Spirit AeroSystems is the latest large aerospace player to warn that supply chain and staffing challenges are affecting its ability to scale up production and return to profitability.
Announcing its second quarter results on 3 August, the Wichita-headquartered aerostructures specialist, a key supplier to the Boeing 737 Max and 787 and Airbus A220 programmes, said it remains confident about the long-term outlook for the industry, especially the narrowbody segment, which represents 85% of its backlog.
Spirit – which increased its Airbus business considerably when it bought Bombardier’s Belfast-based aerostructures division in 2020 – recorded a $122 million net loss for the period, slightly improved year-on-year, on revenues up 26% to $1.3 billion.
The company delivered 318 shipsets during the quarter compared with 235 in the same three months in 2021. These included 71 737s, more than double the amount in the same period last year. However, it shipped far fewer 787s – four, compared with 11 in 2021 – a result of Boeing putting production of the widebody on hold in May 2021.
“Like many other companies, this past quarter we experienced challenges with supply chain, staffing and inflation, as well as schedule changes from our customers, all of which put pressure on profitability,” says chief executive Tom Gentile.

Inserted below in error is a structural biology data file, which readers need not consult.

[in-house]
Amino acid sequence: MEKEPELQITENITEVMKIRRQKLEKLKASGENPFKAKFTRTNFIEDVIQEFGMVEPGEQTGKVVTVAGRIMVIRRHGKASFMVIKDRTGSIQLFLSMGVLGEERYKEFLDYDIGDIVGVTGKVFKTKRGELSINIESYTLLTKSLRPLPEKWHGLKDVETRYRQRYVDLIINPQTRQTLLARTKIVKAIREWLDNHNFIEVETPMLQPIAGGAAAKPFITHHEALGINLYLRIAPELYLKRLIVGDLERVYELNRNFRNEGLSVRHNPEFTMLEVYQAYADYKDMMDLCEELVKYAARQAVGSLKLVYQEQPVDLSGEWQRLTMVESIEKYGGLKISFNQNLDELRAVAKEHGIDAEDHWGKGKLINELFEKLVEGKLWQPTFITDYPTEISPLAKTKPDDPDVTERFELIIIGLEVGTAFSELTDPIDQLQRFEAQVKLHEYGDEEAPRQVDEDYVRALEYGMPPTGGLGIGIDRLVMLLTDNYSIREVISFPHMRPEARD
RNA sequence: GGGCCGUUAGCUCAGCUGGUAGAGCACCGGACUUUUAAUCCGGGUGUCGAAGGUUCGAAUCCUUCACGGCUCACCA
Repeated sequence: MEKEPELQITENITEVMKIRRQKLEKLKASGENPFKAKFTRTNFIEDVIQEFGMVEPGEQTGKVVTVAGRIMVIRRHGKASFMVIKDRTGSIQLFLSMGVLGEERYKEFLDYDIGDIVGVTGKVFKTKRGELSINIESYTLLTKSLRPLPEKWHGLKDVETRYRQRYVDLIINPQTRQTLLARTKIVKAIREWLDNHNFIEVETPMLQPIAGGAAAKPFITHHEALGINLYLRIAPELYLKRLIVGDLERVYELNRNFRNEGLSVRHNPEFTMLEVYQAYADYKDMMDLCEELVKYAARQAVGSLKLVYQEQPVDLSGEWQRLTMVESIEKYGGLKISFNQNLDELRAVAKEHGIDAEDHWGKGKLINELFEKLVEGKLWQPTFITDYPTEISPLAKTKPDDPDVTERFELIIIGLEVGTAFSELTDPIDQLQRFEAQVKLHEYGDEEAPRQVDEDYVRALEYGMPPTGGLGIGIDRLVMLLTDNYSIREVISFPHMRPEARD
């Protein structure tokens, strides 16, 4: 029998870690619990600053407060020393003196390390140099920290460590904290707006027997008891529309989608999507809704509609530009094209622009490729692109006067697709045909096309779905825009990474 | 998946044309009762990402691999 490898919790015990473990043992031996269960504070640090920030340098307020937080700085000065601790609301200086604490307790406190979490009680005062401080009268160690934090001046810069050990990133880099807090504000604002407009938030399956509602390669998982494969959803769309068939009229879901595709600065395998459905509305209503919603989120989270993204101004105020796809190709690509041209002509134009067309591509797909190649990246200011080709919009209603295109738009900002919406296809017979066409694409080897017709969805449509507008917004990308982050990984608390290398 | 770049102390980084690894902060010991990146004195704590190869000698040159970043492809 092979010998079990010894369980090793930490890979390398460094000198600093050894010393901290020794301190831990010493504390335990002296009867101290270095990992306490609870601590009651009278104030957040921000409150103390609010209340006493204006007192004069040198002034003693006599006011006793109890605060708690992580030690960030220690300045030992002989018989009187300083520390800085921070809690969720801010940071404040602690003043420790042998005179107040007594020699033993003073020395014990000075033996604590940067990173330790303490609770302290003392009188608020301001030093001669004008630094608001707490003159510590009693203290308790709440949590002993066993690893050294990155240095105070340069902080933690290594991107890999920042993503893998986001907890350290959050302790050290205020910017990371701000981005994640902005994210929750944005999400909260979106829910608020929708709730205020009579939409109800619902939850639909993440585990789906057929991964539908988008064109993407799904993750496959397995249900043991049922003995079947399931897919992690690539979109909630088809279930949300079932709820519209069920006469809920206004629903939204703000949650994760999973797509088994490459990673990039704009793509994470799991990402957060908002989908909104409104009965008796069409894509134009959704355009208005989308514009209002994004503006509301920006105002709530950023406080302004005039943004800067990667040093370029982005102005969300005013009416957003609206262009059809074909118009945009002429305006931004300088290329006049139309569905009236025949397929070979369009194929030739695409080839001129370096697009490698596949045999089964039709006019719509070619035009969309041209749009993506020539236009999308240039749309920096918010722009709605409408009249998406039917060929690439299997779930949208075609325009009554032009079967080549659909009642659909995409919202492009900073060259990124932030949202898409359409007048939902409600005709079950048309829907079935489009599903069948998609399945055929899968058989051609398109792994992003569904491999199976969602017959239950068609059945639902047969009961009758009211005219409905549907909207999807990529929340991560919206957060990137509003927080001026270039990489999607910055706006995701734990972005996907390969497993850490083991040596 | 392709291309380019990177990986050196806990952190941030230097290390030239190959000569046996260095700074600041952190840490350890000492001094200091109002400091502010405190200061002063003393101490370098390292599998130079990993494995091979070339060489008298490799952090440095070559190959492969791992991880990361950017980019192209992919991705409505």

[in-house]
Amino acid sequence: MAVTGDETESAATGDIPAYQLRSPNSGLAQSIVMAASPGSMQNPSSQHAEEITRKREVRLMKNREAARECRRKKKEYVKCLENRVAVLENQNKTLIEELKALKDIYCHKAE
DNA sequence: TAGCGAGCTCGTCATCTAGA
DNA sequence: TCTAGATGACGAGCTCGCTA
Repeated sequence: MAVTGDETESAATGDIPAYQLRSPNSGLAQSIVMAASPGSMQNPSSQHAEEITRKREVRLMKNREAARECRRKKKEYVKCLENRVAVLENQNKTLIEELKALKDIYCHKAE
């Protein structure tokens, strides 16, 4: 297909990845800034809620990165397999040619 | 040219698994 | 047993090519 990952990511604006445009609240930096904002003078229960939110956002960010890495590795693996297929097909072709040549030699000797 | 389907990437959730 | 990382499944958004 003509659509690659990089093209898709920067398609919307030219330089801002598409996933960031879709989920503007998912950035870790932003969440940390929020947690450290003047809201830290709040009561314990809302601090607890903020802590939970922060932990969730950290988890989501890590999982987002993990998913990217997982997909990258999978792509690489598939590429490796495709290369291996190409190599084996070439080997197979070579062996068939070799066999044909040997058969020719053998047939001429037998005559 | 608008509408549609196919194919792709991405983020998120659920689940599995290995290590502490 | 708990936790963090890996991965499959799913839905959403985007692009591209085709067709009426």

Spirit was also hit by the bankruptcy of a supplier to the A220 programme, which involved costs in relocating the work, as well as Russian sanctions. The company has a modest workshare on the Irkut MC-21.
Gentile says he expects 787 production to remain at 31 shipsets per month through 2023, a figure that is just above break-even for the business on that programme. He expects to add 13 787 shipsets this year to the seven delivered in the first two quarters.
Spirit had a strong quarter for aftermarket sales – these were up 42% year-on-year to $80.4 million. Gentile says the company’s diversification into defence and space was also paying off, with revenues from that segment 3% higher at $146 million, largely due to increased production of the Boeing P-8.
On staffing challenges, he says the company has largely rehired all staff laid off during the pandemic who want to return, and has “started to tap into the market for new employees” with 700 job offers from a jobs fair in Wichita last week. Spirit has other US facilities in Biddeford, Maine; Dallas, Texas; Kinson, North Carolina; Tulsa, Oklahoma. It has UK plants in Belfast and Prestwick, and other sites in France, Malaysia and Morocco.